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In the novel The Brothers Karamazov, did the writer take those characters out of real life? Or did he just build the characters with time?

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My source for this answer is "A Karamazov Companion" by Vitor Terras (1981), University of Wisconsin Press.

Terras writes:

The Brothers Karamazov contains more autobiographic ele­ments than most of Dostoevsky’s works (...)

Let's go through some of the characters.

Aliosha

It seems that Aliosha was based on people from real life.

Aliosha Karamazov’s im­age is designed on the pattern of a saint, specifically Saint Alexis. These correspondences are made quite explicit in the novel

(Page 22)

In a footnote for this sentence:

Vetlovskaia suggests that these correspondences relate specifically to the folk version of the life of Saint Alexis. Thus, Dmitry at one point calls Aliosha (a tall young man) “ a little man,” which is the epithet fondly given Saint Alexis in the folk legend. Grushen’ka calls Aliosha a “ prince,” which Saint Alexis is in the folk legend. The name of the saint’s bride in the folk legend is either Katerina or Lizaveta. A girl named Lizaveta is mentioned at the same time that Saint Alexis first comes up in the novel (Book Two, chap, iii, p. 44)—while Aliosha and Liza Khokhlakov are also present. Vetlovskaia points out many other such details.

However, Dostoevsky's wife thought Aliosha's character was also inspired by their son with the same name, who died before Dostoevsky started writing the novel.

(...) together with the name, all of a father’s tenderness, all the unrealized hopes for his son’s brilliant future, were transmitted to the novel’s young hero.

(Page 27)

Fiodor Karamazov

Despite some theories, it seems that the father Karamazov's character was not based on Dostoesky's own father.

At least since Sigmund Freud’s famous essay “ Dostoevsky and Parricide ,” 65 many people have assumed that Mikhail An­ dreevich Dostoevsky, the writer’s father, was the prototype for Fiodor Pavlovich Karamazov. But the only trait which connects them is the family tradition—never verified by Dostoevsky him­ self and quite possibly false—that Mikhail Andreevich was mur­ dered by the peasants of his village, Chermashnia, who alleg­ edly resented his carrying on with their women. Other than that, Dr. Dostoevsky bore little resemblance to Fiodor Pavlovich. He was not a colorful character, and he was by the standards of his day a good father. The commentators of PSS quite properly re­ject this connection .66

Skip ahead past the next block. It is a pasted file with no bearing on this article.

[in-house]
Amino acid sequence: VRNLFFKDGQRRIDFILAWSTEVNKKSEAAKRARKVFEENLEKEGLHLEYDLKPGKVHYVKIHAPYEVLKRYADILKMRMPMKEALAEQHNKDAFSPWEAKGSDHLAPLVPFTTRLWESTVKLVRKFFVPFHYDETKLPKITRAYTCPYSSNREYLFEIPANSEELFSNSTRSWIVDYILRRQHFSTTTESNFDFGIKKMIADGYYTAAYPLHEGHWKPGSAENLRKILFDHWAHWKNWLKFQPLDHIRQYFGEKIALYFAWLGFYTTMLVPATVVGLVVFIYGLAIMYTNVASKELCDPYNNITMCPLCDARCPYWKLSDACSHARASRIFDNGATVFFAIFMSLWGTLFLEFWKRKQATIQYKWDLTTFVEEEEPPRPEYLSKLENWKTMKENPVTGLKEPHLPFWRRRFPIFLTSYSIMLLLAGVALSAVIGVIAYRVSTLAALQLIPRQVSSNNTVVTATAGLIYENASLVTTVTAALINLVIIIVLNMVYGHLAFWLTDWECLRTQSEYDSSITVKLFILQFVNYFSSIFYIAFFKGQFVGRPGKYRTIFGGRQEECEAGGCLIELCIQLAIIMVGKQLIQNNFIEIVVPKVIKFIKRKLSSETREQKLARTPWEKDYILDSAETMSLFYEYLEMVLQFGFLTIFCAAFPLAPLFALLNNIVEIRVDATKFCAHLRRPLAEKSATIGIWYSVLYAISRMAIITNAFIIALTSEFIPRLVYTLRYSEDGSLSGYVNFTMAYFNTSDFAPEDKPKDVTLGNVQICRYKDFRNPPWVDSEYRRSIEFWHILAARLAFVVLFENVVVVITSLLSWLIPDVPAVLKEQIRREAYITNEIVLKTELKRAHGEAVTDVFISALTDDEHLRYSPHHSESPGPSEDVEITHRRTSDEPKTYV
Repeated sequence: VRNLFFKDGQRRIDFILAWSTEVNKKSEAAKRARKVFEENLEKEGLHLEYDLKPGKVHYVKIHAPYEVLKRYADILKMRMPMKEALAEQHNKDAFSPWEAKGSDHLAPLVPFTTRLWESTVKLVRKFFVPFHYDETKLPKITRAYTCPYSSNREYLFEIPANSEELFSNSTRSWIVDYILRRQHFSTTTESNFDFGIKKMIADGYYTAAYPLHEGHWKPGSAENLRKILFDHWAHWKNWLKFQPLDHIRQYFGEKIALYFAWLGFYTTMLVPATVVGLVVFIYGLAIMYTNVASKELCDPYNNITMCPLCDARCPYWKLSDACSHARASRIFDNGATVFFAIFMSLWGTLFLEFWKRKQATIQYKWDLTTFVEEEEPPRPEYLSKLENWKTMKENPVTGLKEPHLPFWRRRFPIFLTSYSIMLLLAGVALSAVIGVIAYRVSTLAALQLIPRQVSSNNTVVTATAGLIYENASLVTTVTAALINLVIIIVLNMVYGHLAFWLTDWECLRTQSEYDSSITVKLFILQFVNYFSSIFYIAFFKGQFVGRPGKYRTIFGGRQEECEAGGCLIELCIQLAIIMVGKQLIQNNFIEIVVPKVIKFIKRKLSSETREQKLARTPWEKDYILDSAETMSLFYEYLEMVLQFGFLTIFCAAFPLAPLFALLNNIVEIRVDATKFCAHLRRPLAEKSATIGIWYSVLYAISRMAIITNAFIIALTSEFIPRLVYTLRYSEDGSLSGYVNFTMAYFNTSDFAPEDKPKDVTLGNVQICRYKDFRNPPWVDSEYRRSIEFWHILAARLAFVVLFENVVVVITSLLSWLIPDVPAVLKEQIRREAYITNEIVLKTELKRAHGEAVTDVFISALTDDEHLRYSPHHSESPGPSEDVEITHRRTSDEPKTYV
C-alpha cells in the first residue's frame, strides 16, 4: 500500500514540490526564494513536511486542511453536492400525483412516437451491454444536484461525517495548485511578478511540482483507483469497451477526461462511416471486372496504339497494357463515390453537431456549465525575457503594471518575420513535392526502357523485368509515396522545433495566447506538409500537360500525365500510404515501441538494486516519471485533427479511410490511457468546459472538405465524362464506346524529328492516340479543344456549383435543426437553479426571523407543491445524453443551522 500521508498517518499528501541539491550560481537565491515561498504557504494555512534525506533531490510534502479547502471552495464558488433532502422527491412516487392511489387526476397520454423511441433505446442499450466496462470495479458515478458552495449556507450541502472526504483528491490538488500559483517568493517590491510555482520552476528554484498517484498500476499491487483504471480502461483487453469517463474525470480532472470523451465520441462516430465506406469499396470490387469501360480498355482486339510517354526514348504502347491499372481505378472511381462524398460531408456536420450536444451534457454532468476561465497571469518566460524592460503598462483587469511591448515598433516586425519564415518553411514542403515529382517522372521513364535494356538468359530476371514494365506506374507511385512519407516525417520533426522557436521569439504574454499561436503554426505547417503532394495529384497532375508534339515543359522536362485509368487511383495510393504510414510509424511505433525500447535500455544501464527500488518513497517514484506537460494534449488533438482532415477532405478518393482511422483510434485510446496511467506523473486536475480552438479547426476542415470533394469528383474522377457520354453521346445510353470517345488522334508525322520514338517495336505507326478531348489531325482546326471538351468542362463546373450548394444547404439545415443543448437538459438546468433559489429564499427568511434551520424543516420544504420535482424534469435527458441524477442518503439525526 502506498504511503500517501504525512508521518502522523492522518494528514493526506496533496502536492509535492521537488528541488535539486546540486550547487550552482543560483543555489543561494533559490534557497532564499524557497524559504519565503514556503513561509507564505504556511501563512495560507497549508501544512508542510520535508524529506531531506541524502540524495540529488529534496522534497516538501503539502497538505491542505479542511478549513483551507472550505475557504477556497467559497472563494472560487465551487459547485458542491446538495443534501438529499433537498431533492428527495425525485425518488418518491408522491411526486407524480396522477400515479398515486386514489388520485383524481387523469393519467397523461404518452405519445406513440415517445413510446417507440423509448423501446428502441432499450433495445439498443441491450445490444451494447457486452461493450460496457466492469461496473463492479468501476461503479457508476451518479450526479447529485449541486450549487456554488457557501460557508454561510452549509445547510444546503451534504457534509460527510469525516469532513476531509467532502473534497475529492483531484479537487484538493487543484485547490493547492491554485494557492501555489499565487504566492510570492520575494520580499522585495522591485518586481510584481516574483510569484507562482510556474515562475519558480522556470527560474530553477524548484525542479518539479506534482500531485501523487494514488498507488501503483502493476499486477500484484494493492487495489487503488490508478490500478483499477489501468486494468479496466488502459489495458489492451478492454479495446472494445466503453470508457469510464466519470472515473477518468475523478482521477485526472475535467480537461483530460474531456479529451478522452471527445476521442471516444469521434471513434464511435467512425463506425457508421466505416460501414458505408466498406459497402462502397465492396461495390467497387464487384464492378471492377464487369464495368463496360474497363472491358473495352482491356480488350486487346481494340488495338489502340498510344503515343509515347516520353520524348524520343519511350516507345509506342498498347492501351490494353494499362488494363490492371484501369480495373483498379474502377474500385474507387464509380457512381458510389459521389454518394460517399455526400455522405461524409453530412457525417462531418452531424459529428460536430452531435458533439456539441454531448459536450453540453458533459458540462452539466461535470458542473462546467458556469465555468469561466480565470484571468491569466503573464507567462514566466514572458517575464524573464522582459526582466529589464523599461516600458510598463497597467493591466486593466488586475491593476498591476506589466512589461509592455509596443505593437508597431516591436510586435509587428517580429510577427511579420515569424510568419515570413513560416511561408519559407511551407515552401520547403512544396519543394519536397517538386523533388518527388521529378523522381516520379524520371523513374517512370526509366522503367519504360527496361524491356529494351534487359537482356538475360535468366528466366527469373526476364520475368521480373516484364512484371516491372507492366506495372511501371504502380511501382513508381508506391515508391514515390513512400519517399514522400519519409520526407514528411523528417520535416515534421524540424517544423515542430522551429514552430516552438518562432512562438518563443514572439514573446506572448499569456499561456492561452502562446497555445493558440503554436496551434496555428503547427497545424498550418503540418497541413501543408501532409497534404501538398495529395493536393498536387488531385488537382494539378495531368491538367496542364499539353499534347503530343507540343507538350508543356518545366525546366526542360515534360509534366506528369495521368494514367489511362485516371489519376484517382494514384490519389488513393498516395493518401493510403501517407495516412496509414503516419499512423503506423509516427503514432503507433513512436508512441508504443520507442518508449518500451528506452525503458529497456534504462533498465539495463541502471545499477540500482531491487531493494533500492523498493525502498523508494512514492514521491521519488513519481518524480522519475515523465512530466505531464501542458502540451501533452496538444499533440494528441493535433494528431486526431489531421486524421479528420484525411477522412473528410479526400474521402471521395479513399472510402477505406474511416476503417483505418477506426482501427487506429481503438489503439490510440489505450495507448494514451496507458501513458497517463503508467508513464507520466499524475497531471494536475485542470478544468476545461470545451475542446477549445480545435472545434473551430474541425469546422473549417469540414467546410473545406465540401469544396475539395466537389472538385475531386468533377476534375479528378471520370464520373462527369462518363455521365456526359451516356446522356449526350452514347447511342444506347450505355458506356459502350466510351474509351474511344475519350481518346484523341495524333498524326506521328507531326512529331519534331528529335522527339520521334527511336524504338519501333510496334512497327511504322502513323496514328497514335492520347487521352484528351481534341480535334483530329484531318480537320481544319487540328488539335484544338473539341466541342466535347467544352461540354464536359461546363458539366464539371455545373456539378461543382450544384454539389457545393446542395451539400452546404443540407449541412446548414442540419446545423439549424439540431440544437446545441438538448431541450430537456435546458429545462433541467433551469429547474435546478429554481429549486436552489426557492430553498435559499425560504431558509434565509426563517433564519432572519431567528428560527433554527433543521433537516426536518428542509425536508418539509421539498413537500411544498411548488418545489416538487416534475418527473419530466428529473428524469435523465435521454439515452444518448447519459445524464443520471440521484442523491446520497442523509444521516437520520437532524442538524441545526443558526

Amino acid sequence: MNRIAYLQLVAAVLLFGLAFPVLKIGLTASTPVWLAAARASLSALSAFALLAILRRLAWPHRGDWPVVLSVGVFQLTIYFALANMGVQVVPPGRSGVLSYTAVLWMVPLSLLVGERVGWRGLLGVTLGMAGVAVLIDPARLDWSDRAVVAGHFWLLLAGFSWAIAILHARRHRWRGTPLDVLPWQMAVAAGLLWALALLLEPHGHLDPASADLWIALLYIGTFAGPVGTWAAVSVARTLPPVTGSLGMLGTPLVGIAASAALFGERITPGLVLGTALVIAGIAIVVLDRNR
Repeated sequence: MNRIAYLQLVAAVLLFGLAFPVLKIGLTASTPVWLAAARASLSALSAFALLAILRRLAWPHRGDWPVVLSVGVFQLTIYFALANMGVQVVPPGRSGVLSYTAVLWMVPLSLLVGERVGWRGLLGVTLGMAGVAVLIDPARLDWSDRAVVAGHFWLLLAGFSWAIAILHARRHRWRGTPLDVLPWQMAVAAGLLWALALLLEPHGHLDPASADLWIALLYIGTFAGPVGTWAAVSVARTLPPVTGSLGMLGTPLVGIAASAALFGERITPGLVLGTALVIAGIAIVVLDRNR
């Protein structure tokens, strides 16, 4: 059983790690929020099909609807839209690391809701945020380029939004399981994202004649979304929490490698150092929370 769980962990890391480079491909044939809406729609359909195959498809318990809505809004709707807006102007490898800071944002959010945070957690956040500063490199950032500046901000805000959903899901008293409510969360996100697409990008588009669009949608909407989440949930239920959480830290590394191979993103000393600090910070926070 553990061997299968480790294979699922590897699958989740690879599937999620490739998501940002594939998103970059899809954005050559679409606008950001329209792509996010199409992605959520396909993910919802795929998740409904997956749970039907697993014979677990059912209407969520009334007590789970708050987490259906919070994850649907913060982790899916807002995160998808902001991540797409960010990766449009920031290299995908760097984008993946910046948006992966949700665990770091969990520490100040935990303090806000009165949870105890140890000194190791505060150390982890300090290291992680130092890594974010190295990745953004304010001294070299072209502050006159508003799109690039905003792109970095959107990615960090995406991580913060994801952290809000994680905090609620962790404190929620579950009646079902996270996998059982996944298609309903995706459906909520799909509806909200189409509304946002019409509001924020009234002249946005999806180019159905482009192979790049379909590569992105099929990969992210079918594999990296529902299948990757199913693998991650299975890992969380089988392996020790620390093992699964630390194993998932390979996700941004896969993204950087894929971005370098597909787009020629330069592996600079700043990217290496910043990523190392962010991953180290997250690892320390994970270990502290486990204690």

(Page 27)

So it is uncertain if Fiodor was inspired by anyone specific.

Dmitry

This is in contrast with Dmitry Karamazov character, since he:

(...) has a real-life prototype in a sublieu­ tenant, Il'inskii, whom Dostoevsky had met in Omsk prison. The first sketches of this character still bear Il'inskii’s name.

(Page 28)

Like the novel's character, Il'inskii's also

was convicted for parricide but denied that he had done it, despite overwhelming evidence against him

Torres also explains that both of them have similar personalities.

Father Zosima

Zosima's character seems to have been inspired by a number of different people:

There is Father Amvrosy (1812-91), whom Dostoevsky had visited at Optina Pustyn' in 1878.71 The mon­astery and Zosima’s cell are patterned after Optina Pustyn' and Father Amvrosy’s cell.

(Page 29)

Father Zosima of Tobolsk (1767-1835), whose secular name was Zakhary Verkhovsky, had a biography reminiscent of Zo­sima’s .

(Page 29)

Even more important is Tikhon of Zadonsk (1724-83).75 Linnér compares Zosima with the historical Tikhon and finds that, while Zosima has inherited many of Tikhon’s traits, he is also different (...)

(Page 29)

There are a number of other possible prototypes for Father Zosima

(Page 29)

Ivan

Ivan doesn't seem to have been inspired by anyone specific but

Braun is probably right when he suggests that Ivan is “an independent, creatively formed personage, with the author himself, as well as some other individuals (Belinsky, for instance), serving as a model.”

(Page 30)

Other characters

Elizaveta, Grushen'ka, Rakitin and the laywer Fetiukovich might also be inspired on real people:

Dostoevsky’s brother Andrei Mikhailovich identifies a re­tarded girl named Agrafena as the prototype for Elizaveta Smerdiashchaia

(Page 30)

A young woman named Agrippina (“ Grushen'ka” ) Men'shov, mentioned in Dostoevsky’s letter to his wife of 25 July /6 August 1879 (Pis'ma 4:76), may be the pro­ totype for Grushen'ka Svetlov, whose Polish ex-lover insists on calling her Agrippina, instead of Agrafena or Grushen'ka.

(Page 30)

Rakitin is drawn after Grigory Eliseev (1821-91), a journalist whose biography was more or less that which Ivan projects for Rakitin.

(Page 30)

The lawyer Fetiukovich is a composite drawing of several liberal lawyers, Vladimir Spasovich (1829-1906) in particular

(Page 31)

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I haven't found any evidence, that any of the characters are taken from the real life. Researchers point some character inspirations from the real life but these are just theories. And yes, Dostoevsky did build and develop the characters while creating the novel. Russian's Wikipedia featured article on the topic is rather comprehensive, I don't know about any resources about it in English.

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